I then changed the Foreign Key name to something that I could remember (and something that would make sense at a later date); “Inspections_FK”. I then selected “HSISID” as the Local Column.

And automatically, the schema recognizes the Primary Key I previously established in the Restaurants table. I didn’t do that, that was all done for me automatically! Very cool.

Output of the Foreign Key name change in Database Actions SQL Worksheet Oracle Autonomous Database, Chris Hoina, Senior Product Manager, Database Tools, ORDS

After I click “Apply” you’ll see the output from this change. I can then return to the Foreign Keys option and voilà, the Foreign Key name has been changed. I’ll proceed to do the same to my “Violations” table as well.

Sample Code

Table as a Foreign Key

     HSISID      NUMBER , 
     SCORE       NUMBER , 
     DATE_       DATE , 
     TYPE        VARCHAR2 (4000) , 
     INSPECTOR   VARCHAR2 (4000) , 


Data Modeler Primer

This isn’t a “How-to” on the Data Modeler (Documentation here though), but rather just me taking a minute to share how you can visually see the relationships between tables. It definitely helped me better understand why I needed to establish Primary and Foreign Keys.


Data Modeler in Database Actions in Oracle Autonomous Database, Chris Hoina, Senior Product Manager, Database Tools, ORDS

From the Database Actions Launchpad, select “Data Modeler”.

Navigator Tab in Data Modeler in Database Actions in Oracle Autonomous Database, Chris Hoina, Senior Product Manager, Database Tools, ORDS

Once there, you’ll see two drop-down menus. You’ll see your current Schema (Admin for me, in this case). In the second drop-down menu, you’ll see a list of available “Objects”. I’ll want to make sure that I have “Tables” selected.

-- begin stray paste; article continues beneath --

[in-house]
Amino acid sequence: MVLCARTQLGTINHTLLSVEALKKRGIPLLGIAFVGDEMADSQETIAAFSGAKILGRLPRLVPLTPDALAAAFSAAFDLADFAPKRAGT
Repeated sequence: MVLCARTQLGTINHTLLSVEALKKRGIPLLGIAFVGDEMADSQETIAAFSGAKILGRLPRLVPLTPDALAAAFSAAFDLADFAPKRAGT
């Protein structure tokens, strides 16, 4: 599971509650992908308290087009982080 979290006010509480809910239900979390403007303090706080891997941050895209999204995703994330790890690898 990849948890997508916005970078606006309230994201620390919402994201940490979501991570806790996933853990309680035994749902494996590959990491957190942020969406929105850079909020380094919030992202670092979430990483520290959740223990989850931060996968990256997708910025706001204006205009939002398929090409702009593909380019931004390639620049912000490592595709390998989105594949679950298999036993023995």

Adding Objects to the Diagram Editor in Data Modeler in Database Actions in Oracle Autonomous Database, Chris Hoina, Senior Product Manager, Database Tools, ORDS

You can drag these over one at a time, or select them all and drag all at once. They’ll appear in the Diagram Editor, with the relationships already included (since I already set up the Primary and Foreign Keys).

New Diagram of tables in the Data Modeler Diagram Editor in Database Actions in Oracle Autonomous Database, Chris Hoina, Senior Product Manager, Database Tools, ORDS

Expand these diagrams and you’ll reveal additional information. In this image, I’ve expanded the Inspections table to reveal Foreign Key details. I’ll do the same by expanding the bottom of the Violations table to reveal its Foreign Key. That little red arrow signifies that there is additional information hidden.

Okay, but what is this?

What we are looking at is a visual representation of the relationships between these tables. Everything is “linked” through the HSISID. My interpretation of this is that everything begins with the Restaurant table, and then the other two tables act as subordinates.

For a single Restaurant (which has a unique HSISID) there are many entries in both Inspections and Violations that use the HSISID repeatedly. In those cases, that HSISID is no longer unique. It is still important, necessary information.

And now that everything is linked, I’ll want to create a single query (SQL presumably) that when executed will return all relevant information from a single entry in the Restaurant table with all associated (HSISID) entries from the Inspections and Violations table, nested underneath it.

Clear as mud? Good. Hope this helps more than it hurts.

Now what

Next I’ll need to come up with something (in SQL perhaps) that I believe I’ll use in tandem with ORDS. From there I’ll work on building the html portion of this python + flask application so that the search is more intuitive (to the user) and elegant (for the Autonomous Database). Believe it or not, but it took about a week to wrap my head around all this key business. Needless to say, I’m slightly behind schedule. But expect more updates as I progress.

Hope you learned something.

Find me

HMU on:

Autonomous Database Flask Python

Project Overview: python – flask – ORDS – Autonomous Database


For the past week and a half I’ve been immersed in learning how python and flask interact with each other so a developer can create a quick/crude web application. I’ve also spent time becoming more familiar with virtual environments (as they pertain to python + flask), jinja, and WTForms (I’m sure I’m forgetting other stuff too). But if you are like me (circa two weeks ago), then most of what I just wrote means nothing. But that’s okay, you have to start somewhere.

I’m trying to learn all I can because I want to share my ideas (and code) with the Oracle community in the hopes that it will lead to more creative and innovative ways to connect with our Autonomous Databases.